Bike Taxi Dego Ride Ban marks need to Regulate Ride-Sharing
It’s official — Malaysia has banned motorcycle taxi service Dego Ride due to safety concerns.
In a Parliamentary reply, the transport ministry cited statistics from the Malaysian Institute of Road Safety Research saying that motorcyclists are 42.5 times more likely to meet fatal accidents compared to a bus. The fatality risk is 16 times higher compared to a car.
“Using the Dego Ride service will lead to more road users being exposed to the risk of fatal accidents and serious injuries. Thus, on factors of safety of motorcyclists and pillion riders, the transport ministry decided not to allow Dego Ride operate on the roads,” the ministry reportedly said.
It may be a fatal blow to what is Malaysia’s first start-up venture into the bike ride-sharing space. In comparison, the West Bengal Transport Department this week took a starkly different approach to bike taxis — it provides safety training for the riders.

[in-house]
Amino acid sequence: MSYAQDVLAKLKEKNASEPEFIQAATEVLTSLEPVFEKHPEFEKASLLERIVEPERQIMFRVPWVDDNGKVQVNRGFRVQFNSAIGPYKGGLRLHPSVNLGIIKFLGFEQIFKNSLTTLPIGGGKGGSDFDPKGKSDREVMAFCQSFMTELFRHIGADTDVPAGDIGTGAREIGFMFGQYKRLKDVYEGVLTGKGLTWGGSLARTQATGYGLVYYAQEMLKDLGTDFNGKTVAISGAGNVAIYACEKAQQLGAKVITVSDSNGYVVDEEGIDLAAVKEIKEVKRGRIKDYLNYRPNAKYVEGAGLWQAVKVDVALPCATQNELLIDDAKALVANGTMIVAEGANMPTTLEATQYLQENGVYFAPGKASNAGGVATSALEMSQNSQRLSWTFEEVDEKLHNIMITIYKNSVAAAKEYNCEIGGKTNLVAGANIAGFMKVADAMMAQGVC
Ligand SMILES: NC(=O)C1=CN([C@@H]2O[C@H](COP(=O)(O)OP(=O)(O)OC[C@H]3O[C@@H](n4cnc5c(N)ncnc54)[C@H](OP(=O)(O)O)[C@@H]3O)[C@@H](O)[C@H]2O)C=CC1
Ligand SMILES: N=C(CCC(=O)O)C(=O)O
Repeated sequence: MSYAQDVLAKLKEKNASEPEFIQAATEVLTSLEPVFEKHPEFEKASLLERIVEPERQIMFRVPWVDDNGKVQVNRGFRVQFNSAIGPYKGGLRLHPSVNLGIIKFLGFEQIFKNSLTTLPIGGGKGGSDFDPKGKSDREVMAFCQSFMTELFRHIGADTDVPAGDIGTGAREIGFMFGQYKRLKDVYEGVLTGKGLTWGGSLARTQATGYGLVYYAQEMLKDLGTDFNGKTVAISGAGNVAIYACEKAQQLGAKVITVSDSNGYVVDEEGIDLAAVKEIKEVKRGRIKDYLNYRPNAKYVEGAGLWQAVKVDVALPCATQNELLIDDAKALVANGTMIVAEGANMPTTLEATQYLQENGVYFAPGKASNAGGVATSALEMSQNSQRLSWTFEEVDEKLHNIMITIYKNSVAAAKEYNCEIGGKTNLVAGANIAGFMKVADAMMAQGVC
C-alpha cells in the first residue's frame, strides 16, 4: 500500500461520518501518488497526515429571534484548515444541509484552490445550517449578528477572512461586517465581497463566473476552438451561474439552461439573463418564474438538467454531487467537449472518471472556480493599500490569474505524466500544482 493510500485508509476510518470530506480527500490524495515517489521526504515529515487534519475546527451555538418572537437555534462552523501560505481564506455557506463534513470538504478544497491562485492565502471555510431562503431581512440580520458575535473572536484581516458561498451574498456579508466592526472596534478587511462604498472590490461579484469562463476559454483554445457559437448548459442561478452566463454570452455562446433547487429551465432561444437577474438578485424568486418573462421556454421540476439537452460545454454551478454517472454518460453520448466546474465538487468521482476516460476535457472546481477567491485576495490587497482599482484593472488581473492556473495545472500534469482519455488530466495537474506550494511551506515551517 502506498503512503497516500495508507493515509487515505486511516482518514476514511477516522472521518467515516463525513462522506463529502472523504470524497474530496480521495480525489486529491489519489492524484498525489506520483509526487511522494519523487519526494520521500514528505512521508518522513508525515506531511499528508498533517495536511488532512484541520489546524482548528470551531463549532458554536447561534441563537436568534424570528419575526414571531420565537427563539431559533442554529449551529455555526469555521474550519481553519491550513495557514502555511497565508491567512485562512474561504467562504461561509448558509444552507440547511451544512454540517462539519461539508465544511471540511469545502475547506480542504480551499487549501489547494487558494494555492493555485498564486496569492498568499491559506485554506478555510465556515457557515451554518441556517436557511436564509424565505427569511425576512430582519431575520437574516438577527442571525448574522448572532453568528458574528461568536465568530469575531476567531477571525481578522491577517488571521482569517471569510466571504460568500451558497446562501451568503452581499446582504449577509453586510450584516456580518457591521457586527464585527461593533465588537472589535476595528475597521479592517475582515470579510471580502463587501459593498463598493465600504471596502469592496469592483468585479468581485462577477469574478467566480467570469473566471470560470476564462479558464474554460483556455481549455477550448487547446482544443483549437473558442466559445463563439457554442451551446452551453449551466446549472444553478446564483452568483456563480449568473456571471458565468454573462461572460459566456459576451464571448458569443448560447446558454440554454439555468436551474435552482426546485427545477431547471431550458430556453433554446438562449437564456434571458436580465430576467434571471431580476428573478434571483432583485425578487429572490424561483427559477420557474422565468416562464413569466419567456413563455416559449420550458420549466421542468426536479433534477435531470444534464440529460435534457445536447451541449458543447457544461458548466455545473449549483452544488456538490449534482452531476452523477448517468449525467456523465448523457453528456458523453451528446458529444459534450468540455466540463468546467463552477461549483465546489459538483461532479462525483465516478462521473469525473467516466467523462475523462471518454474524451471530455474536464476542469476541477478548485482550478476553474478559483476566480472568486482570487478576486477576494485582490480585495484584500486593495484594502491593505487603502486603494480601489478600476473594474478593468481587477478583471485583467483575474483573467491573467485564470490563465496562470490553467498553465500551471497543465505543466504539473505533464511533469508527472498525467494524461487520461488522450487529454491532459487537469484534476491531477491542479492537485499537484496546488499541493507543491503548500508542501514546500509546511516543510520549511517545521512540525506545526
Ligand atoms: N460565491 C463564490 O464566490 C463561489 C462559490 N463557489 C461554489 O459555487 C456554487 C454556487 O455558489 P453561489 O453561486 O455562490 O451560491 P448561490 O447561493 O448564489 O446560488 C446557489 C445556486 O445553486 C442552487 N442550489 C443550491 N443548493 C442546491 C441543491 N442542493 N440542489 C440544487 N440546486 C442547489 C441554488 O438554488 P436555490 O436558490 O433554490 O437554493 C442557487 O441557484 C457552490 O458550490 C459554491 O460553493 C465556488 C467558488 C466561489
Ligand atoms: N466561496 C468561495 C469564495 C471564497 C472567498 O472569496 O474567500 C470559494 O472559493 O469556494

Flagged off last Thursday, the first phase of 21 bike taxis will be followed by another 29 by April. The service aims to improve last-mile connectivity in New Town and Rajarhat and every fifth bike taxi will be operated by women, the Department says.
“After considering traffic issues, we would look into the potential of introducing the same in other towns and cities,” says West Bengal transport minister Suvendu Adhikari.
The West Bengal approach illustrates a way to tackle the safety concern that Malaysia flagged in respect of Dego Ride. Providing training plus certification for services such as Dego Ride would allow for higher safety standards while bringing the ride-sharing services under regulation.
Such a training cum certification programme may even be extended to car-based ride-sharing services such as Uber and Grab as a way of alleviating similar safety concerns — ultimately a win-win for commuters.